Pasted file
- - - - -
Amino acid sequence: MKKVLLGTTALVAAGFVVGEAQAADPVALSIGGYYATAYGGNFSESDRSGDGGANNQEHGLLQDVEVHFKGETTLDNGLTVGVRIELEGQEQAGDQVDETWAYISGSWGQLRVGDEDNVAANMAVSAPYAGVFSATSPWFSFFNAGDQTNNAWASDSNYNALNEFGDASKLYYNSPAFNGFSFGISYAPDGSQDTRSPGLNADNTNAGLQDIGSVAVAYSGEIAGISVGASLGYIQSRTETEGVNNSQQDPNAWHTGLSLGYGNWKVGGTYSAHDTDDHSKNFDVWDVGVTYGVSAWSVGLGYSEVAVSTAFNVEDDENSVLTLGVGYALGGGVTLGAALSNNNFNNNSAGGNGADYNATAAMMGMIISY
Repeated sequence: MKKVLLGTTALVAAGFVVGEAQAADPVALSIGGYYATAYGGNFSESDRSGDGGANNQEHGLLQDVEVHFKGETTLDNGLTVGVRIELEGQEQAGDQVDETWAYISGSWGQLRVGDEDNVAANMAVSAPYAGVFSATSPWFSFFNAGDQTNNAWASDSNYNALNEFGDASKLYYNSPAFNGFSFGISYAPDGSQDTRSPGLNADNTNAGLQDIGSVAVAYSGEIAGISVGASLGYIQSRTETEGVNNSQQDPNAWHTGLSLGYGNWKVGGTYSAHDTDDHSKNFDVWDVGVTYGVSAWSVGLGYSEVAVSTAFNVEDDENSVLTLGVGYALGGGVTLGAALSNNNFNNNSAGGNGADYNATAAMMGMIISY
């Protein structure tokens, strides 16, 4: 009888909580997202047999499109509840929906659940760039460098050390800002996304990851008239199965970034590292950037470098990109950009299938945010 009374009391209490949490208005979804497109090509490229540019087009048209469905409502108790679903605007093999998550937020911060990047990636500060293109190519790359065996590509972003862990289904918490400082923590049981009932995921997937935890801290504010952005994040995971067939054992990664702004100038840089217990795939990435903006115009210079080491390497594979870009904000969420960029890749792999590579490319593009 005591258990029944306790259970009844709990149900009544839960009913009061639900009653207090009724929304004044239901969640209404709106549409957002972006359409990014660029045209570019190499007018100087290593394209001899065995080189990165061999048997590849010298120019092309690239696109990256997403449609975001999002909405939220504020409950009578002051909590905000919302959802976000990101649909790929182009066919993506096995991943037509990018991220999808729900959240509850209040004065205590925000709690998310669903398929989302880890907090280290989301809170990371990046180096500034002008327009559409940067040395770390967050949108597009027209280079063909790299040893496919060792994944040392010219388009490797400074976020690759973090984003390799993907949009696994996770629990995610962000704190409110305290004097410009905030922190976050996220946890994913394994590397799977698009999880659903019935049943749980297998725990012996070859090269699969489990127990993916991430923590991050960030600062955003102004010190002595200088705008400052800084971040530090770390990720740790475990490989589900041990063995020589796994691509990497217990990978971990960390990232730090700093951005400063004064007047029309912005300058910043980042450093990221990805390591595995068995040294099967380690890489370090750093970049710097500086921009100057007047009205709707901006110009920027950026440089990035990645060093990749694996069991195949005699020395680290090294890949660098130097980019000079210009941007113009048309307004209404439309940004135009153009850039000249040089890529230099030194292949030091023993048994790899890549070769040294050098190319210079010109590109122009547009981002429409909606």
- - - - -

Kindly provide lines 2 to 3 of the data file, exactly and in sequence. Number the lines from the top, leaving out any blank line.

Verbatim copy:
Repeated sequence: MKKVLLGTTALVAAGFVVGEAQAADPVALSIGGYYATAYGGNFSESDRSGDGGANNQEHGLLQDVEVHFKGETTLDNGLTVGVRIELEGQEQAGDQVDETWAYISGSWGQLRVGDEDNVAANMAVSAPYAGVFSATSPWFSFFNAGDQTNNAWASDSNYNALNEFGDASKLYYNSPAFNGFSFGISYAPDGSQDTRSPGLNADNTNAGLQDIGSVAVAYSGEIAGISVGASLGYIQSRTETEGVNNSQQDPNAWHTGLSLGYGNWKVGGTYSAHDTDDHSKNFDVWDVGVTYGVSAWSVGLGYSEVAVSTAFNVEDDENSVLTLGVGYALGGGVTLGAALSNNNFNNNSAGGNGADYNATAAMMGMIISY
């Protein structure tokens, strides 16, 4: 009888909580997202047999499109509840929906659940760039460098050390800002996304990851008239199965970034590292950037470098990109950009299938945010 009374009391209490949490208005979804497109090509490229540019087009048209469905409502108790679903605007093999998550937020911060990047990636500060293109190519790359065996590509972003862990289904918490400082923590049981009932995921997937935890801290504010952005994040995971067939054992990664702004100038840089217990795939990435903006115009210079080491390497594979870009904000969420960029890749792999590579490319593009 005591258990029944306790259970009844709990149900009544839960009913009061639900009653207090009724929304004044239901969640209404709106549409957002972006359409990014660029045209570019190499007018100087290593394209001899065995080189990165061999048997590849010298120019092309690239696109990256997403449609975001999002909405939220504020409950009578002051909590905000919302959802976000990101649909790929182009066919993506096995991943037509990018991220999808729900959240509850209040004065205590925000709690998310669903398929989302880890907090280290989301809170990371990046180096500034002008327009559409940067040395770390967050949108597009027209280079063909790299040893496919060792994944040392010219388009490797400074976020690759973090984003390799993907949009696994996770629990995610962000704190409110305290004097410009905030922190976050996220946890994913394994590397799977698009999880659903019935049943749980297998725990012996070859090269699969489990127990993916991430923590991050960030600062955003102004010190002595200088705008400052800084971040530090770390990720740790475990490989589900041990063995020589796994691509990497217990990978971990960390990232730090700093951005400063004064007047029309912005300058910043980042450093990221990805390591595995068995040294099967380690890489370090750093970049710097500086921009100057007047009205709707901006110009920027950026440089990035990645060093990749694996069991195949005699020395680290090294890949660098130097980019000079210009941007113009048309307004209404439309940004135009153009850039000249040089890529230099030194292949030091023993048994790899890549070769040294050098190319210079010109590109122009547009981002429409909606």